Many women don’t need to be told by others that they’re being oppressed. Maybe they’re not being oppressed. Maybe they like dressing a certain way. Maybe they don’t need opinion pieces from white men to tell them they’re like letter boxes. Maybe we should all stop making assumptions about women’s clothes. Oppression comes in many forms. More tolerance for intolerance is one such form.

These women weren’t letter boxes. They were funny, and difficult to work with sometimes, and boring, and we had disagreements, and we had misunderstandings. Just like I did and do and will do with the people I work with now. Women make all sorts of choices every day about every aspect of their lives. What they choose to wear is their choice. We don’t need laws to tell us how to dress.

Thinking Outside the (Letter) Box

The Road More Travelled

I’ve been in my current role for ten years now. It’s the longest time I’ve spent in a job. I flitted around from job to job after college. I had no big or concrete plans and I didn’t really know what I wanted to do. I chose my college course for practical reasons, and the fact it let me have a little more variety than other ones offered at the time. I was too afraid to change my reliable part-time job that helped me pay for my social life so I ended up drifting into the same sector I’d always worked in after graduation.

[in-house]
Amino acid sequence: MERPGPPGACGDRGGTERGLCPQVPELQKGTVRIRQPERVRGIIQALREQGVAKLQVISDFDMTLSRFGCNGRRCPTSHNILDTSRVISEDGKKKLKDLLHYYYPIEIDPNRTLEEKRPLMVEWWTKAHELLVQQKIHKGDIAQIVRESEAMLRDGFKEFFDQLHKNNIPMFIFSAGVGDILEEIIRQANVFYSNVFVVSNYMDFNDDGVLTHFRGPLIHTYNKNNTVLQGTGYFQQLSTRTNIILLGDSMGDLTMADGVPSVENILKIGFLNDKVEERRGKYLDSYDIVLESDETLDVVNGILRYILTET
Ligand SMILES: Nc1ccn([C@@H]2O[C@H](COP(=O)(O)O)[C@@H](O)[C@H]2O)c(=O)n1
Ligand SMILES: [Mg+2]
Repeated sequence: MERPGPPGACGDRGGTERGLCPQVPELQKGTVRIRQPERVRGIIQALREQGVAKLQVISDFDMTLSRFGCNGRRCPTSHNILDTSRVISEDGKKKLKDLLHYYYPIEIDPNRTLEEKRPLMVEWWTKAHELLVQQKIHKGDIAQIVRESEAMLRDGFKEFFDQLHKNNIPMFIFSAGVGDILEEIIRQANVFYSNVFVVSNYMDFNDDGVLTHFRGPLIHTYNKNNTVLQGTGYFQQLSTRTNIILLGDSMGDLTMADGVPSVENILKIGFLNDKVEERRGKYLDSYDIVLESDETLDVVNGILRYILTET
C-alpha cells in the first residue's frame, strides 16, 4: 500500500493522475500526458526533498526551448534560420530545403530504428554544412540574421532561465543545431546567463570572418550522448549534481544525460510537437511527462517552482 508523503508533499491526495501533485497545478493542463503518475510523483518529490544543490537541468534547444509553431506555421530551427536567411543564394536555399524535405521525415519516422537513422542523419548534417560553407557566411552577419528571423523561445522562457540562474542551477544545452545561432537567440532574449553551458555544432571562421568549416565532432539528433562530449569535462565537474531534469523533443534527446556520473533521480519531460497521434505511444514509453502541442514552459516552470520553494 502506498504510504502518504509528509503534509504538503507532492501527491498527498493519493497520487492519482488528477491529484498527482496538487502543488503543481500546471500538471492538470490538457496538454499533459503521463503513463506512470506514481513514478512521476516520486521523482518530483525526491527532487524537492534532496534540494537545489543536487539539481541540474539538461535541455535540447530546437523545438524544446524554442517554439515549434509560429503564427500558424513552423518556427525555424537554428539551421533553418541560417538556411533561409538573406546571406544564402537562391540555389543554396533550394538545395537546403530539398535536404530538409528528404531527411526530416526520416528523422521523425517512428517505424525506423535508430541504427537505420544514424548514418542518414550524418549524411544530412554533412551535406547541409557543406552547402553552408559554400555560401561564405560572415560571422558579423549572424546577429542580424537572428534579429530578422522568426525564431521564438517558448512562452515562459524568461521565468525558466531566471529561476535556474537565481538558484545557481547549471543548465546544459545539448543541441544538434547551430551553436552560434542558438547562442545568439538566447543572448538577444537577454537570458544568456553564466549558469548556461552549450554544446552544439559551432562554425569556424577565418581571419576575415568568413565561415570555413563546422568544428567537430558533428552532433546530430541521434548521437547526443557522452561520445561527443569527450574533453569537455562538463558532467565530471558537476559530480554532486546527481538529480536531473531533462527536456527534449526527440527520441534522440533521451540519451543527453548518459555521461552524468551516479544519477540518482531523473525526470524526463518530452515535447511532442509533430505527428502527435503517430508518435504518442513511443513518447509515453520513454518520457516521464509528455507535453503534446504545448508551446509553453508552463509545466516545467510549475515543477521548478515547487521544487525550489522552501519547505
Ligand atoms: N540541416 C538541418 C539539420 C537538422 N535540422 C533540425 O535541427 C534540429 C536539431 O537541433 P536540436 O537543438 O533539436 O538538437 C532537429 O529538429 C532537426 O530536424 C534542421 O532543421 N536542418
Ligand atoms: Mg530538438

I liked my jobs. I didn’t love them. They weren’t particularly stimulating or challenging most of the time and I don’t think I saw myself in the sector in the long-term, but I needed to earn money and I was good at what I did so I stuck with them. I then drifted into another sector for a year and at the end of that year landed the job I’m in now. It’s probably been the best use of my skills for the past decade. It’s secure, stable, and mainly enjoyable.